Request for qualifications are just what they sound like, but in the case of Chrysler/Fiat, which just took meetings from four agencies, many questions remain: who will be the next AOR? What’s up for bid? Who is pitching for it? We’ll answer all that, as best we can, below.
Sources close to the agencies involved tell AgencySpy that each of the major brands under the Fiat nameplate are up for grabs (Chrysler, Ram, Dodge, Fiat — and everything beneath that). We don’t know for sure if that means AOR status or not, but a source claims that the client hasn’t decided what to do yet — one AOR or many, or a couple, to share the work. Here’s the details, which you won’t find anywhere else.
The client’s contract with BBDO ends in January, 2010 — that’s not new information. But when you put out an RFQ, it signals a few things:
— the client wants to know what else is out there
— the client knows something better must exist, somewhere
— the client might not realize what it has
— the client [fill in the blank]
Fine. Moving along, you probably want to know who is involved. One source informs us that Crispin, Wieden, Hal Riney and Global Hue are in the mix. They pitched earlier this week, one after another. There may be others, but we haven’t heard.
Next: what’s up for bid? Pretty much everything, potentially.
— General Market
— Social media
— AOR status
Organic, who currently handles social media and whose contract also ends soon (this year, if memory serves), is allegedly in need of some help.
Advertising can’t solve everything. Example: name a Chrysler minivan for me, without Google’s help. So, Crispin has the advantage there — their branding skills are in check. However, their size doesn’t compliment the breadth of work *potentially* up for grabs. Then again, if the work is parsed out among several shops — which could save the brand some money — branding duties could go one way, etc. But for AOR, my money is on none of them. Spreading things out seems the most likely given their unhappiness with BBDO’s 360 coverage (including CRM, dealer training, local market adaptation, call centers et al).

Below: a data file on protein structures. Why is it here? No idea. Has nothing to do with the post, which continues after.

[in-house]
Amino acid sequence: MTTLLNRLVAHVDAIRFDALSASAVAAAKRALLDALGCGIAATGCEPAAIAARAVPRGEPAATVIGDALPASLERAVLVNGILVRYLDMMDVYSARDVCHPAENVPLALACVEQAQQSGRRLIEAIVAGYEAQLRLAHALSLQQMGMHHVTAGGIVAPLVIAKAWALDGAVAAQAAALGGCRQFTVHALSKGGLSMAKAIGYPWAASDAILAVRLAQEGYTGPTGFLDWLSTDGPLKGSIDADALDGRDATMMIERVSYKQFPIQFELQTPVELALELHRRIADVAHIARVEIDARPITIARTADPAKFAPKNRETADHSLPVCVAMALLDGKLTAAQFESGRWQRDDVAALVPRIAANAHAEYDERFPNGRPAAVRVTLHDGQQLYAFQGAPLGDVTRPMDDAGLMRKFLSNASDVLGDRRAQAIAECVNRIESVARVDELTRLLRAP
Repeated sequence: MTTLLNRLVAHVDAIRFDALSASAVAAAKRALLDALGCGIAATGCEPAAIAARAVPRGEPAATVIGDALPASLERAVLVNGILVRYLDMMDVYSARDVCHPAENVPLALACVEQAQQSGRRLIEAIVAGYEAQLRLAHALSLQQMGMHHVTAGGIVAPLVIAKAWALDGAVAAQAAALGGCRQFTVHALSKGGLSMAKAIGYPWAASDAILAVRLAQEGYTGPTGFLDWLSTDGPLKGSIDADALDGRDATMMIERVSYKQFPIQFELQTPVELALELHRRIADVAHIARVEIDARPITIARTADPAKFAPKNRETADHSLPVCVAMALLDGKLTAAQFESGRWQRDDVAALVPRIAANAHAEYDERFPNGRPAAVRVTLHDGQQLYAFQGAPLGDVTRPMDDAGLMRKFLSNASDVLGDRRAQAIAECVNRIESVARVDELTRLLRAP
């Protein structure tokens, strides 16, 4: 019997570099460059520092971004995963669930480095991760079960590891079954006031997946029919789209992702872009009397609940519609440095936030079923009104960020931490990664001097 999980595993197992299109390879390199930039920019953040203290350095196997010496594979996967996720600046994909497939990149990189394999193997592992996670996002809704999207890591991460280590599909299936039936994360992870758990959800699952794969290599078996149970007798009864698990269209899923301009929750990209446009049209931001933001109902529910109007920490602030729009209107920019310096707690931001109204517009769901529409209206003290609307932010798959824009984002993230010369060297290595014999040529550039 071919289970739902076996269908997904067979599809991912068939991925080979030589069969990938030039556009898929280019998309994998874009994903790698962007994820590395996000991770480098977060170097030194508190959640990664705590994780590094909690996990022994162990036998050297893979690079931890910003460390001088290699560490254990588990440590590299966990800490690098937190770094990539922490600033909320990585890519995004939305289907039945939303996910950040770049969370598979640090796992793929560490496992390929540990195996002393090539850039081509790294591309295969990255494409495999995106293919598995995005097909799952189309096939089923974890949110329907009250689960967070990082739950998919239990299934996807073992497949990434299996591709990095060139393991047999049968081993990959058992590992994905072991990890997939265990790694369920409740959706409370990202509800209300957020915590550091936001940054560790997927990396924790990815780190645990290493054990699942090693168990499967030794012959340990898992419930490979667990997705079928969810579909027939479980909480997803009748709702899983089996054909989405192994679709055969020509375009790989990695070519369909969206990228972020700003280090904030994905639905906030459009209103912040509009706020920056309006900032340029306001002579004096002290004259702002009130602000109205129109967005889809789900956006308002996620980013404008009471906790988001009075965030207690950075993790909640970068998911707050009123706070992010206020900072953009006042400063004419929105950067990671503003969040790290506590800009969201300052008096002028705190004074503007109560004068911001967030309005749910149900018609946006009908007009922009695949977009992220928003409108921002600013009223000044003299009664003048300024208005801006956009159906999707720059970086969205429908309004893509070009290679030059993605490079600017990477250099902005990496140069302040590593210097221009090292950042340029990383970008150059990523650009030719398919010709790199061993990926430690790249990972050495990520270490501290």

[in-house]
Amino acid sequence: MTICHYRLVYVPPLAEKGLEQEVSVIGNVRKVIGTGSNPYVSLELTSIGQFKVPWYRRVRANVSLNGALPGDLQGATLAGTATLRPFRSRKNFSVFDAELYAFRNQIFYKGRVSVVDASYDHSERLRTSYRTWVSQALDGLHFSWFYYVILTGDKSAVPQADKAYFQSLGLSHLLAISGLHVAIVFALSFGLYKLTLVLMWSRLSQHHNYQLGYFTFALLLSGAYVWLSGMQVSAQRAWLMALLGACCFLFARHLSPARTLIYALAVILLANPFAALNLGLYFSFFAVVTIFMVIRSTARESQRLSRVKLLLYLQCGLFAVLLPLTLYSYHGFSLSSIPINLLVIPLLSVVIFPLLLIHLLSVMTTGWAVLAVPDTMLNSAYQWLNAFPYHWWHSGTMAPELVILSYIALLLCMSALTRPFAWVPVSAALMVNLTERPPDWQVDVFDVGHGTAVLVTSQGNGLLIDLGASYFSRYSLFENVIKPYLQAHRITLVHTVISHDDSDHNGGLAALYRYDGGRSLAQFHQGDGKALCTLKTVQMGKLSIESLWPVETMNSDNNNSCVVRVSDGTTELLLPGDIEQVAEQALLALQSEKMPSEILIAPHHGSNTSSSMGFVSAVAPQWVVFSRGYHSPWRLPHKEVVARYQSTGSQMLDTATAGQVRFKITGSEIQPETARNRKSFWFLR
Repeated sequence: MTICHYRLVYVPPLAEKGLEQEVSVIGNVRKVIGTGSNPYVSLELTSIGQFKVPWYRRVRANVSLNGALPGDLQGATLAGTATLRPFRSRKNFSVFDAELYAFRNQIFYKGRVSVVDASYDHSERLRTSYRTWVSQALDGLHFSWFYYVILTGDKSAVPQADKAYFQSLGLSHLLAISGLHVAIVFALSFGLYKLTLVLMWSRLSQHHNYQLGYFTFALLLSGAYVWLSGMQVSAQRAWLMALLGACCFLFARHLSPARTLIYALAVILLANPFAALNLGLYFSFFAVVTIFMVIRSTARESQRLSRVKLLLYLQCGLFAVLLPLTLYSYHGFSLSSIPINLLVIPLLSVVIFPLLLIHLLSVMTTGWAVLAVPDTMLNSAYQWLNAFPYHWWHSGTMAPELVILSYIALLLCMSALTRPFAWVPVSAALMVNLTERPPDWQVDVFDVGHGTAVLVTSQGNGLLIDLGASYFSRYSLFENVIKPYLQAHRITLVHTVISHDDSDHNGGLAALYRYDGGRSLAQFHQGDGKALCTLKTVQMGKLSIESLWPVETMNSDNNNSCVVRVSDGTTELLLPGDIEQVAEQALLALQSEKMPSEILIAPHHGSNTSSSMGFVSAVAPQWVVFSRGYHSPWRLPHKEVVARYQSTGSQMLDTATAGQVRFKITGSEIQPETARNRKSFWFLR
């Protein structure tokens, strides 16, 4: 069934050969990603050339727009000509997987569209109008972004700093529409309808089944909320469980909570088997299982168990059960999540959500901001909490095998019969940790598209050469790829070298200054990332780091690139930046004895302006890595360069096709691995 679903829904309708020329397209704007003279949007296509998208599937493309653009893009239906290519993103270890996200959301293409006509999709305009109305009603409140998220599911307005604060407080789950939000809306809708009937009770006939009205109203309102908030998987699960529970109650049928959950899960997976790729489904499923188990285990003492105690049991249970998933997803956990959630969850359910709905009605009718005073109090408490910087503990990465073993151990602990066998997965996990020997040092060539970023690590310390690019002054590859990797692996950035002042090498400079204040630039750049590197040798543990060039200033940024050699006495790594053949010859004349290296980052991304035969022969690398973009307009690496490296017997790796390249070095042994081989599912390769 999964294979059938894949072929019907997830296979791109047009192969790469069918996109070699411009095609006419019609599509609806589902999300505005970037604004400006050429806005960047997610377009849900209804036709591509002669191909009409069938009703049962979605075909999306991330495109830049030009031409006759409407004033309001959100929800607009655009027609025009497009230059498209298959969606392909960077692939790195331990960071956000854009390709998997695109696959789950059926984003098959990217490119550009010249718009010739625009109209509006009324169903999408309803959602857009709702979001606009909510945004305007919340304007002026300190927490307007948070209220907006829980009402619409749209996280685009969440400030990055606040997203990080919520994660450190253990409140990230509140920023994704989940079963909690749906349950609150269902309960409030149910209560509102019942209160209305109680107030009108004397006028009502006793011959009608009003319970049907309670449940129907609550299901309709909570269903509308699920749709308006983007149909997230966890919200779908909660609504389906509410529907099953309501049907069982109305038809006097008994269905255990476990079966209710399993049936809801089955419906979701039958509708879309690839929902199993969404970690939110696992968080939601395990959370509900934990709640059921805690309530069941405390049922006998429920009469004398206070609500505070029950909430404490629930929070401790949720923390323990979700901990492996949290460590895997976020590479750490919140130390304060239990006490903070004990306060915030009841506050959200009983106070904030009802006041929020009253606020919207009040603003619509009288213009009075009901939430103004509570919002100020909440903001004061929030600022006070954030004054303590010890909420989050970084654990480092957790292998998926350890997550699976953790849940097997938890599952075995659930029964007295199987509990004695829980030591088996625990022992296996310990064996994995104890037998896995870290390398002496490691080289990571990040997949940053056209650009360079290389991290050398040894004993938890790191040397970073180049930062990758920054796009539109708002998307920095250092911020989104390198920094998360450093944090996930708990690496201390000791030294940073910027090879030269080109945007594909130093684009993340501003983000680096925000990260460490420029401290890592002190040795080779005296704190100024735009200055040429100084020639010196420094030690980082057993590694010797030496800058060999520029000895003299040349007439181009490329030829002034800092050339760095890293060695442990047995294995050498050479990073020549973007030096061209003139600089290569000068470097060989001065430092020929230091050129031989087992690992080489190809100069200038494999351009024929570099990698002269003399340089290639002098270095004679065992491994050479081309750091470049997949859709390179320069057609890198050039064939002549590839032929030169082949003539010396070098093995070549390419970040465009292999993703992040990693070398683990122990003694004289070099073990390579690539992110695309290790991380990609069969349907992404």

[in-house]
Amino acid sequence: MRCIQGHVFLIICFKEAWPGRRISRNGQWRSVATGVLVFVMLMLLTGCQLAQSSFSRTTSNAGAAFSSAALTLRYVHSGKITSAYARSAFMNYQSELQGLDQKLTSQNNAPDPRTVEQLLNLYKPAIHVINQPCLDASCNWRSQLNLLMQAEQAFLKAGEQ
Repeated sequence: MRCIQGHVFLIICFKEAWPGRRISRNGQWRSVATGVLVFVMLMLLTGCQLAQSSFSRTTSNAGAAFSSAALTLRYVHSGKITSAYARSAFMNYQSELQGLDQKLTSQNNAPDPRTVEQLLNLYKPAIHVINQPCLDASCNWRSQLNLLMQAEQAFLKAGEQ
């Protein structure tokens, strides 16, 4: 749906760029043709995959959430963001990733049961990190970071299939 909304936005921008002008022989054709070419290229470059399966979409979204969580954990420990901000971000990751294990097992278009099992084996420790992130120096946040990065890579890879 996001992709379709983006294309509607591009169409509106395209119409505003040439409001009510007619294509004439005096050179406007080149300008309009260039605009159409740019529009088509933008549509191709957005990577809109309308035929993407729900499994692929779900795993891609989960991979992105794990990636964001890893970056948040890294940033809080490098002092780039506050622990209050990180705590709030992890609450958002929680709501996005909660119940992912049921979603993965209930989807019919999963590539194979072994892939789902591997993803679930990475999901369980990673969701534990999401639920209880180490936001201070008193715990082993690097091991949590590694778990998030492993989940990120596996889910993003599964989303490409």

General Market could be anyone’s game, though we feel some have better capabilities than others (I’d go into detail here, but that would risk a source, so you’ll have to wait on that. Actually, there’s a lot I can’t tell you right now. Sorry.).
Multicultural is obvious.
Millenial: no idea who has the best chance here, as this is one of those amorphous blobs that the economy seems to be preventing anyone from pinning down right now. Nonetheless, the pitches happened.
As for the client not taking an RFQ meeting with BBDO: well, either they already know what BBDO can do or don’t care. We’ll probably never know, but it’s certainly a slap in the face to the shop that has a 60-year relationship with the company, oh, and who stuck with Chrysler through bankruptcy. But the trades seem to think it’s over between BBDO and Chrysler/Fiat. Whatever, with four different owners in ten years, who’d want to work for them anyway?
Crispin doesn’t comment on new business. Chrysler is in the dark until Sergio gets his stuff together. BBDO referred calls to the client while Wieden, Global Hue and Riney didn’t respond soon enough. They can’t really say anything anyway, as Chrysler are total hard-asses about new business and, well, blogs in general. They’ll probably give AdAge and AdWeek something by Monday, so check with them later. Here’s some background from Crain’s on the alleged BBDO split (would have linked to AdAge, but it’s behind their snazzy pay wall. I guess it’s all the same to them in the end).